Cross-Linguistic Transcription Systems
This is an attempt to create a system that allows to translate and compare different phonetic transcription systems.
For starters, try this quick example:
>>> from __future__ import unicode_literals >>> from pyclts import TranscriptionSystem as TS >>> bipa = TS('bipa') # broad IPA >>> asjp = TS('asjpcode') # asjp transcription system >>> snd1 = bipa['ts'] >>> snd2 = asjp['c'] >>> snd1.name 'voiceless alveolar sibilant affricate consonant' >>> snd2.name 'voiceless alveolar sibilant affricate consonant' >>> bipa.translate('ts a ŋ ə', asjp) 'c E N 3' >>> asjp.translate('C a y', bipa) 'tʃ ɐ j'
You can see that internally, we represent the sounds
c, depending on the alphabet from which they are taken.
Another example is to parse a sound that is not yet in our database. We will try to create this sound automatically and infer its features from the set of diacritics and the base sound:
>>> sound = bipa['dʱʷ'] >>> sound.name 'labialized breathy voiced alveolar stop consonant' >>> sound.generated True >>> sound.alias True >>> print(sound) dʷʱ >>> print(sound.uname) LATIN SMALL LETTER D / MODIFIER LETTER SMALL W / MODIFIER LETTER SMALL H WITH HOOK >>> print(sound.codepoints) U+0064 U+02b7 U+02b1
You can see, since we represent breathy-voice phonation differently, we flag this sound as an alias. Also since it is not yet in our database explicitly coded, we flag it as a "generated" sound. In a similar way, you can generate sounds from their names:
>>> sound = bipa['pre-aspirated voiced aspirated bilabial stop consonant'] >>> print(sound) ʰbʰ >>> sound.generated True >>> sound.name 'pre-aspirated aspirated voiced bilabial plosive consonant'
Note that this sound probably does not exist in any language, but we generate it from the feature components. Note also that the
name that is automatically given for the sound automatically orders how the features are put together to form the sound identifier. In principle, our features bundles are unordered, but we try to decide for some explicit order of features to enhance comparison.
You can also use our transcription data to convert from one transcription system to a given dataset (note that backwards-conversion may not be possible, as transcription data is often limited):
>>> from pyclts import TranscriptionSystem, SoundClasses >>> bipa = TranscriptionSystem('bipa') >>> sca = SoundClasses('sca') >>> bipa.translate('f a: t ə r', sca) 'B A T E R'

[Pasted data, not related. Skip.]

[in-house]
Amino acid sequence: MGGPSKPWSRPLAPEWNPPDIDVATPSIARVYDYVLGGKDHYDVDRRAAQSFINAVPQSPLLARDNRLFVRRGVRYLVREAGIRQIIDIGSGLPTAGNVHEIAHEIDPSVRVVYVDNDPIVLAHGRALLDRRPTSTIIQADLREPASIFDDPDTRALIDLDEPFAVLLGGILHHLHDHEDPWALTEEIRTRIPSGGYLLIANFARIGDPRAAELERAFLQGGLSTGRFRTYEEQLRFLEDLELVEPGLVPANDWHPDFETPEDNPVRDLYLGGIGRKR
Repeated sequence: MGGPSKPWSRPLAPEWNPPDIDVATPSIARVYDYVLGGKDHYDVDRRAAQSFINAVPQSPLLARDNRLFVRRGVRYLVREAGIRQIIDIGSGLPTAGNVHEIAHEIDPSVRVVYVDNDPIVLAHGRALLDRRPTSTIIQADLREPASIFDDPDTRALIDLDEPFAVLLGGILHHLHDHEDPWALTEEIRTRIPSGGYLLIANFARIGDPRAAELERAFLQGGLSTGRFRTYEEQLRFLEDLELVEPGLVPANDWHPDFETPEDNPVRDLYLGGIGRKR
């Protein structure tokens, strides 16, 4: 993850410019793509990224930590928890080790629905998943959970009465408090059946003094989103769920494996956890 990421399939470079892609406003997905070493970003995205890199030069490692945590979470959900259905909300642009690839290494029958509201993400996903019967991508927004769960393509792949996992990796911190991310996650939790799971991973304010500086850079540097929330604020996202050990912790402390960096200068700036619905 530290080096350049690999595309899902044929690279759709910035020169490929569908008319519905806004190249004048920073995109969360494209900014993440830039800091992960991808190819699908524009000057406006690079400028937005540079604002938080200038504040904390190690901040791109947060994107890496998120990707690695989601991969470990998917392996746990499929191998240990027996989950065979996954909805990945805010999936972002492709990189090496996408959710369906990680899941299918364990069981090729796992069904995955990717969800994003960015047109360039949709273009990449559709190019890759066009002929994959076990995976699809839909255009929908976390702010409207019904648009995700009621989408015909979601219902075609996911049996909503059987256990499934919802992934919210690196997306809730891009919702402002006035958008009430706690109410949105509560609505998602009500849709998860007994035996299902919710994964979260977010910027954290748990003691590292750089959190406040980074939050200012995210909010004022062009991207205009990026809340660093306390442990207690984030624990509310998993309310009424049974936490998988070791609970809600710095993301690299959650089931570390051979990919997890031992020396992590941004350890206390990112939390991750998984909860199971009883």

But the translation can even be done in a much simpler way, by loading the transcription data directly:
>>> sca = SoundClasses('sca') >>> sca('v a t ə r') ['B', 'A', 'T', 'E', 'R']
Basic Structure of the Package
pyclts package offers three basic types of data generated and managed in Python code:
- transcription systems (
pyclts.transcriptionsystems.TranscriptionSystem), a system that can generate sounds
- transcription data (
pyclts.transcriptiondata.TranscriptionData): a dataset with a fixed number of sounds
- sound classes (
pyclts.soundclasses.SoundClasses): a dataset with a direct mapping from sounds to a concrete character (the sound class)
Transcription data is linked to our transcription system by the grapheme for the B(road) IPA transcription system, which serves as our default, and the name, which follows the IPA conventions with some modifications which were needed to make sure that we can represent sounds that we regularly find in cross-linguistic datasets.
||this refers to one-to-one character replacement with obviously wrong unicode lookalikes||
|alias||transcription system data (
||this refers to "free" IPA variants that are widely used and are therefore officially accepted for "broad ipa" or any other TS, but one variant is usually chosen as the preferred one||
||the unnormalized form as it is given to the TS||
||the normalized form which has not been resolved by an alias||```bipa['ʦ'].grapheme == 'ʦ'|
||the normalized form in which a potential alias is replaced by its "accepted" counterpart||
||the canonical representation of the feature system that defines a sound, with the sound class (consonant, cluster, vowel, diphthong) in the end, and the feature bundle following the order given in the
||If a sound is not yet know to a given TS, the algorithm tries to generate it by de-composing it into its base part and adding features to the left and to the right, based on the diacritics. If a sound has been generated, this is traced with help of the attribute. Normally, generated sounds need to be double-checked by the experts, as their grapheme representation may be erroneous. Thus, while the sound
||if a sound is being generated, the parsing algorithm first tries to identify the potential "base" of the sound, i.e., a sound that is already known and explicitly defined in a given transcription system. Based on this base sound, the grapheme is then constructed by following the diacritics to the left and to the right. If the so-constructed feature bundle already exists in the transcription system, the constructed sound is treated as an alias, if it does not exist, the sound is only marked as being generated.||